The Massachusetts noncompete law, or covenant not to compete (CNC), is an agreement that compels the employee not to compete with the employer once they leave their position. Its goal is to ensure that employees do not use the skills and knowledge they gained or used during their employment by working with a competing business or recruiting current clients to a new business.

Frequently Asked Questions

Is a noncompete agreement required?

Binding employees with a noncompetition agreement prevents them from breaking employer secrets and processes for their own personal gain.

In today's business world, noncompetition agreements have become a common feature since both the employer and employees are under pressure to push their legal limitations.

Why is noncompete required by some companies?

Noncompete agreements in Massachusetts stop former employees from running the same business after their employment, especially in light of the reduced consumer base.

Is noncompete enforceable by law?

For a long time, Massachusetts courts have recognized noncompete agreements as long as certain conditions are met.

In order to determine if an agreement is valid, the court examines the circumstances around it to see if the terms were unnecessarily restrictive. While analyzing the document, the court can determine if the agreement is restrictive to the employee due to poor bargaining abilities.

What are the business interests protected by noncompete?

Some of the business interests protected by noncompete agreements include:

  • Proprietary information such as formulas, processes, and methods of production
  • Confidential business information, like customer lists, inventories, amount or source of income, losses, or profits
  • The company's good reputation or goodwill

Getting Sued for a Noncompete in Massachusetts

What is the purpose of a noncompete clause?

A noncompete clause is usually added to the employment contract. However, some employers may use the clause for added advantage over their employees, which voids some agreements.

Which party bears the burden of proof in the enforcement of noncompetes in your jurisdiction?

In court, the burden of proving the reasonableness of a noncompete document rests on the shoulders of the employer. However, the facts of each case vary widely.

How to Handle a Noncompete Lawsuit

The lawsuit starts once an employee receives a summons and complaint. Massachusetts law requires a written response within 20 days. Failure to respond means that the employee has defaulted and the employer may win the lawsuit.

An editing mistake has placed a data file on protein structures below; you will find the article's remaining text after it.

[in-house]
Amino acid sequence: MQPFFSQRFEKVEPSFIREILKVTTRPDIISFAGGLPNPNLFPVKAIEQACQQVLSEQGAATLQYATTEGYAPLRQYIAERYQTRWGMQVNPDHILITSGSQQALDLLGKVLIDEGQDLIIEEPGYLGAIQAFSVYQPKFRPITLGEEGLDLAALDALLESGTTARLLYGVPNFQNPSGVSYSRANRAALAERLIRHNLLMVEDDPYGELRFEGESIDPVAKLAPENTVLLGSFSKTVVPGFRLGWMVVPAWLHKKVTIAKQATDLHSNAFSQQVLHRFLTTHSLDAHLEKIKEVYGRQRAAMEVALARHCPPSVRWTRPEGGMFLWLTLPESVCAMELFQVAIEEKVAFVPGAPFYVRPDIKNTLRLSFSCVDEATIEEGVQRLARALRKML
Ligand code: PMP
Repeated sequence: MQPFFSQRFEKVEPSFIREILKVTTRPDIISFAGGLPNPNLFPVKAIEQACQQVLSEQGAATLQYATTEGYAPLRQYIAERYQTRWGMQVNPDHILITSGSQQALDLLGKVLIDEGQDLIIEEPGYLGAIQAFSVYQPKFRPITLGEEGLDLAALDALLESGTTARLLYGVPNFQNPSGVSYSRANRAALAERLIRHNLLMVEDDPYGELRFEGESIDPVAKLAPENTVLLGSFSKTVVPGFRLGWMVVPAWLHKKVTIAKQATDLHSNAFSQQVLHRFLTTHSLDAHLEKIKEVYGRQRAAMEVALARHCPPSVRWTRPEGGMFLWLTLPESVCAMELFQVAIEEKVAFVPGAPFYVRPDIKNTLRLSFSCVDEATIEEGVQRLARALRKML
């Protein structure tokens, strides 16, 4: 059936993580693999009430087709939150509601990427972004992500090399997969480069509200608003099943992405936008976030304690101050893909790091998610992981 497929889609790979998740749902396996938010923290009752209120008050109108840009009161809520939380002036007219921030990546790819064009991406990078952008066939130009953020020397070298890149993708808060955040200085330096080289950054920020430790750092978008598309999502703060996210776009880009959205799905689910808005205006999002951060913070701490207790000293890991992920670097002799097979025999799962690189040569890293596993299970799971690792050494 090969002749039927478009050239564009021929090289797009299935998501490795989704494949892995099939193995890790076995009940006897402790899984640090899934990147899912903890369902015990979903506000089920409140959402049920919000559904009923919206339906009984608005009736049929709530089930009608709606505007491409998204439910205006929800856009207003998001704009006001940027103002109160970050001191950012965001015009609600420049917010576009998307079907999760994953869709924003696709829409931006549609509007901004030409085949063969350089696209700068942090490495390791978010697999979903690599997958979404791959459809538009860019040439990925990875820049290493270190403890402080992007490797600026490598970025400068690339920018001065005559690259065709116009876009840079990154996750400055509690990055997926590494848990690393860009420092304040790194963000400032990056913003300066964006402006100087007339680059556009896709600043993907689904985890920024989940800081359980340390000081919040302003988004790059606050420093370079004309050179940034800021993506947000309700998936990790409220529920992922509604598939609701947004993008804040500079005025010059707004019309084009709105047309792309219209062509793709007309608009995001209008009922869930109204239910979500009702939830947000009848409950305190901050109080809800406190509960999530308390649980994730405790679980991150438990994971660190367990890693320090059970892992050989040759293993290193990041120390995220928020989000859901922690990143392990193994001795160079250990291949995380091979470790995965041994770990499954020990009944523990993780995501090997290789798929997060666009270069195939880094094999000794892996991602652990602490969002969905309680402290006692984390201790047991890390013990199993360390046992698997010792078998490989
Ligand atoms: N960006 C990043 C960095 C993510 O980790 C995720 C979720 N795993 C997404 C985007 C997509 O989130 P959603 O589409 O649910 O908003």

If you decide to file a lawsuit on your own, there is an increased chance of making costly mistakes that may hurt the case. It is advisable that you hire the services of an attorney who will file on your behalf, as well as seek information and documents necessary for the lawsuit.

Reasonableness of Restrictions

What constitutes sufficient consideration in your jurisdiction to support a noncompete agreement?

The Massachusetts Appeals Court considers continued employment sufficient to support a noncompetition agreement upon hiring.

What constitutes a reasonable duration of a noncompete restriction in your jurisdiction?

Duration depends on the facts of each case. In most cases, Massachusetts courts are likely to enforce the restriction for one year.

What constitutes a reasonable geographic noncompete restriction in your jurisdiction?

In general, Massachusetts courts enforce geographical limitations considering:

  • The former employee's territory during the term of employment
  • The employer operating area
  • Current clients of the company in the geographic area

However, Massachusetts courts have, in the past, upheld worldwide and nationwide covenants in view of an employer's broad market.

Current Legislative Action

What is the current legislative action?

Since 2009, the Massachusetts House of Representatives and Senate have introduced several bills to rein in the use of restrictive covenants in employment agreements. In 2018, the Massachusetts Joint Committee on Labor and Workforce Development introduced House Bill 4419. According to the bill:

  1. Independent contractors will be considered as employees
  2. Limitations to the geographic scope and temporal scope of noncompete agreements will be introduced
  3. Noncompete agreements signed after employment commences are required to be fair and reasonable
  4. Employers should reveal in advance that prospective employees would be required to enter into a noncompete agreement as an employment condition
  5. Limits a noncompete agreement to the employer's confidential information, goodwill, and trade secrets
  6. The bill also prohibits enforcing noncompete agreements against Fair Labor Standards Act (FLSA) nonexempt employees
  7. If an employer chooses garden leave payments, they will be 50 percent his or her salary over the last two employment years on a pro rata basis

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